By Clara Raftery
A new piece of legislation signed in Indiana in late March by Republican governor Mike Pence has caused large-scale controversy and opposition in the past few weeks. Called the Religious Freedom Restoration Act, the law states that the government is not allowed to ‘impose’ itself onto an individual’s ability to follow their religious beliefs, and if it does have a reason to do so, it must interfere in the “least restrictive” way possible. This has caused outrage amongst many communities, in Indiana and otherwise, because the law is believed to justify legal discrimination against the LGBT+ community. However, Pence himself has claimed that the law is not a “license to discriminate”, and only serves as protection for citizens under state law. He stated that the RFRA “only provides a mechanism to address claims”, and not a “license for private parties to deny services.” Some who support the law point out that the law is simply replicating the federal law protecting religious freedom effective in 20 states, but those opposed retaliate saying that the Indiana law extends to cushion private companies, and opens new opportunities for discrimination not only on an individual level, but on a corporate one as well.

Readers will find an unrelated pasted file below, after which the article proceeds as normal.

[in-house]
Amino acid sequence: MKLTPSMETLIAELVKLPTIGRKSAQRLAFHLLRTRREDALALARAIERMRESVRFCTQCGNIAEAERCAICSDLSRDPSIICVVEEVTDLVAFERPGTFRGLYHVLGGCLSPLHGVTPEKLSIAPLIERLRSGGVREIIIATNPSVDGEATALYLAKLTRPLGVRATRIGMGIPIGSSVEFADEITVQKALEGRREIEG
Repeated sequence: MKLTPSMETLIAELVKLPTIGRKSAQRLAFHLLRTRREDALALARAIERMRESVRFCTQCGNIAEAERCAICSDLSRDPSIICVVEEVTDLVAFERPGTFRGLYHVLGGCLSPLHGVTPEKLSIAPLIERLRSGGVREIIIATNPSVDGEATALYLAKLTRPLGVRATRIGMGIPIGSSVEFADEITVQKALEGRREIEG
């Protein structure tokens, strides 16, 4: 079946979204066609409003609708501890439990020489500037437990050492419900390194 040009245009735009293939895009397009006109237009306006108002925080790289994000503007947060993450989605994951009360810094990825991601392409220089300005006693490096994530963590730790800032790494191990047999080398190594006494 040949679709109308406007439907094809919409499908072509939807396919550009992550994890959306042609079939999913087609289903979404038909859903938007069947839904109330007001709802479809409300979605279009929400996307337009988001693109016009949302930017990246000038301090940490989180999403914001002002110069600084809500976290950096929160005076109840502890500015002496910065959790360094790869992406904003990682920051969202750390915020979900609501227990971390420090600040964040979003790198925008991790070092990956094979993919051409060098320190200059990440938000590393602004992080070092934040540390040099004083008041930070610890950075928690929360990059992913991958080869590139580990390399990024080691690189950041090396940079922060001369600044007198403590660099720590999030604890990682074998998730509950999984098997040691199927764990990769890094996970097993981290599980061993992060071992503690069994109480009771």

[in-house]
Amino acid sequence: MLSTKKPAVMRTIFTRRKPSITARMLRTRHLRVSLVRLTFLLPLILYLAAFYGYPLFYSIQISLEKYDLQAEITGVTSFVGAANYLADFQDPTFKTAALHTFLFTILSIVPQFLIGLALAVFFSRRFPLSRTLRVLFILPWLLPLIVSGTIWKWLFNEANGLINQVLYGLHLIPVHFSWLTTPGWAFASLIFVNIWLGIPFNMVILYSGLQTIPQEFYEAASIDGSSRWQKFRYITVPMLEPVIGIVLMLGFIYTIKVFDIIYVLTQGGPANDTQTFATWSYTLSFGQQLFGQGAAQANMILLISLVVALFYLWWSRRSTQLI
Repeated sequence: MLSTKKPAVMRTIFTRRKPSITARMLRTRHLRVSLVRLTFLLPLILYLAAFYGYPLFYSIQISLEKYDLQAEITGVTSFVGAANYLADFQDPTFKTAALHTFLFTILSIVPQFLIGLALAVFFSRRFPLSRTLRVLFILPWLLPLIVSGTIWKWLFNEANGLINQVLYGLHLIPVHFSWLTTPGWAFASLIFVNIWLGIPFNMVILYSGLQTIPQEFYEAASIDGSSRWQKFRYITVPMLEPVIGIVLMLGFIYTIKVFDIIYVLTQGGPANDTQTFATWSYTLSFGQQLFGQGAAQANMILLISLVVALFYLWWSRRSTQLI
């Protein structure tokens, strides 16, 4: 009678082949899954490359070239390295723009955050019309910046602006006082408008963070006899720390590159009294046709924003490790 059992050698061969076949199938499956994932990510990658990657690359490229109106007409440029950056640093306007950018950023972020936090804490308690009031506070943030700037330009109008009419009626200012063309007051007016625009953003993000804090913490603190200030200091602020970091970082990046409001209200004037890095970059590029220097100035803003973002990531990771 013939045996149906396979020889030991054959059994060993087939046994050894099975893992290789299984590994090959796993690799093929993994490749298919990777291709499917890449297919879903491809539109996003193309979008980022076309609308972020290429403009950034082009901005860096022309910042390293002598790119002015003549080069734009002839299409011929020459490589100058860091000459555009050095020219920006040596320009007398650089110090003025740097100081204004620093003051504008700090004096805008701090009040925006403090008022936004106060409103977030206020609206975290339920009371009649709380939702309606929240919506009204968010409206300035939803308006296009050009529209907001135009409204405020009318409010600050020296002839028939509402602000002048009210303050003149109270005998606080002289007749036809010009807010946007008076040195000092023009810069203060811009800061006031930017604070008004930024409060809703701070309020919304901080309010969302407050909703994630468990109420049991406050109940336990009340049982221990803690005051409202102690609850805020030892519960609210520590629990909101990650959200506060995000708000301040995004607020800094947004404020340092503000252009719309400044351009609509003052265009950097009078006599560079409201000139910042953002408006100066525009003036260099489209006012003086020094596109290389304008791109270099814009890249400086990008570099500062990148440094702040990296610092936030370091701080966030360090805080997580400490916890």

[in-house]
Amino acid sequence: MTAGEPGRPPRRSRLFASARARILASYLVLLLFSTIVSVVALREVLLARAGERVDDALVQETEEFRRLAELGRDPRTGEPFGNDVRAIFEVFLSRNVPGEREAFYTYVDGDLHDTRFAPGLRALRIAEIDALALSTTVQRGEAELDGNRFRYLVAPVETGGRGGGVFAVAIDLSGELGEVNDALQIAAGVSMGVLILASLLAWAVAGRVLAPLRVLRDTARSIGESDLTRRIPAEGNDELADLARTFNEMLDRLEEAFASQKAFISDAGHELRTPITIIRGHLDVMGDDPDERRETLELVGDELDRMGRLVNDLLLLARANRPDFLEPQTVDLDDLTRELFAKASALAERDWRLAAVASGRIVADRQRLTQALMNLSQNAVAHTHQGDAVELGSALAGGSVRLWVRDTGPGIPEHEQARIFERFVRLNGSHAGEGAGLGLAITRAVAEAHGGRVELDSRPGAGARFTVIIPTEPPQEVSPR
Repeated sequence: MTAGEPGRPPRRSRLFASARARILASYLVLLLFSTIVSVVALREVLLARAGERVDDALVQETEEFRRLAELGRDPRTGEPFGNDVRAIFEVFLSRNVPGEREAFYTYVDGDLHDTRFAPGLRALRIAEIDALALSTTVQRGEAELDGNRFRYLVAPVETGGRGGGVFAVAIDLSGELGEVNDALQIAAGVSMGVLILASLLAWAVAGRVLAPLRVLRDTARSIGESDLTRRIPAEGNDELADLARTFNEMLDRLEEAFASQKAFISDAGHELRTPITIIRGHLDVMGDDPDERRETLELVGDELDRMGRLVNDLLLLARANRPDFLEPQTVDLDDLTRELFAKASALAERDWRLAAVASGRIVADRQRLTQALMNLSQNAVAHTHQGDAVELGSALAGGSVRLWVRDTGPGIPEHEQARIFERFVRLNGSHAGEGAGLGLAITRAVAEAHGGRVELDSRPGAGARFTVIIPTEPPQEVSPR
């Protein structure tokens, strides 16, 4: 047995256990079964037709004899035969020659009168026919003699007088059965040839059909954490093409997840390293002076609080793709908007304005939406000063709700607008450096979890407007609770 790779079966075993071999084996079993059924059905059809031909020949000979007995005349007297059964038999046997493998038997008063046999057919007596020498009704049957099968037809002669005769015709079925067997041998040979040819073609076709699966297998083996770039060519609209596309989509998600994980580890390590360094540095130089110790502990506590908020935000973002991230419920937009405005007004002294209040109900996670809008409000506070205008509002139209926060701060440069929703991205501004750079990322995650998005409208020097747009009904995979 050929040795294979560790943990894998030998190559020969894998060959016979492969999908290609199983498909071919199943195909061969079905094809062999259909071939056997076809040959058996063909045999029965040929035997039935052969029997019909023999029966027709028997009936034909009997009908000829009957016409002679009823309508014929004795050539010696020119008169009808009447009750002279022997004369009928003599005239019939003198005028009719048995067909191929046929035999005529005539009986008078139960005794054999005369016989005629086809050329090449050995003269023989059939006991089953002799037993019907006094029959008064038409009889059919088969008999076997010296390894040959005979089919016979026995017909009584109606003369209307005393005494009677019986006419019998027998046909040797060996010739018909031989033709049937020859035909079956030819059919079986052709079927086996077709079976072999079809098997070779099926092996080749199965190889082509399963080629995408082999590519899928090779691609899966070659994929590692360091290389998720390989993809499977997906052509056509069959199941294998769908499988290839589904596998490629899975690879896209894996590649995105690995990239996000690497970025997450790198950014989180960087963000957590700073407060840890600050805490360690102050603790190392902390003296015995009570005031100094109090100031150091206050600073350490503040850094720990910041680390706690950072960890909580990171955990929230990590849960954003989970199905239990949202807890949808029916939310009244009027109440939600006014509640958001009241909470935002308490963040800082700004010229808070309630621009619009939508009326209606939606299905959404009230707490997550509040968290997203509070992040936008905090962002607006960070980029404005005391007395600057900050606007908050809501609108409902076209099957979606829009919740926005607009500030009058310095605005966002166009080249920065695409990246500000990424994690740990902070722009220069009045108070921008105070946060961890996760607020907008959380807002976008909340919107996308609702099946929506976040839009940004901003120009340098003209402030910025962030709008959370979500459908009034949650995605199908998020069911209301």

Resistance has snowballed in various social media platforms, such as Twitter and Facebook, as the #BoycottIndiana and similar slogans have been shared by several public figures, such as George Takei, Tim Cook (the CEO of Apple), and Jeremy Stoppelman (the CEO of Yelp). Throughout Indiana there have been marches and rallies against the law, and various municipal groups, companies, and state governments are threatening to cut off any business partnerships with the state. Salesforce, a tech company rooted in San Francisco, has decided to diminish its business investments in Indiana, and is refusing to send employees out to work in the state. The National College Athletic Association expressed unease over the issue, as the men’s basketball Final Four was scheduled to commence in Indianapolis. The organization assured the public that its affiliates would do all they could to assure that athletes and fans would not be affected adversely by the law. The LGBT Sports Coalition, however, did not feel that equality would be guaranteed at any sporting event based in Indiana, especially for LGBT+ individuals planning on participating or attending. The group singled out various events to be relocated, including the NCAA’s Women’s Final Four basketball tournament, scheduled for next year. Similarly, supporters of the LGBT Athletic Association also commented on the legislation, asking for all sporting events occurring in Indiana to be moved to other locations. This issue continues to run at the forefront of equality activism efforts, especially as similar laws are passed in other states. Indiana’s controversy has been echoed in the recent verification of a religious freedom bill in Arkansas, which was passed apprehensively by Republican governor Asa Hutchinson, who feared receiving a response similar to Indiana’s. Indiana’s law, while having been expected by governor Pence to receive little criticism, has garnered mass denunciation that shows no sign of slowing as the country rallies for the advancement of equal rights.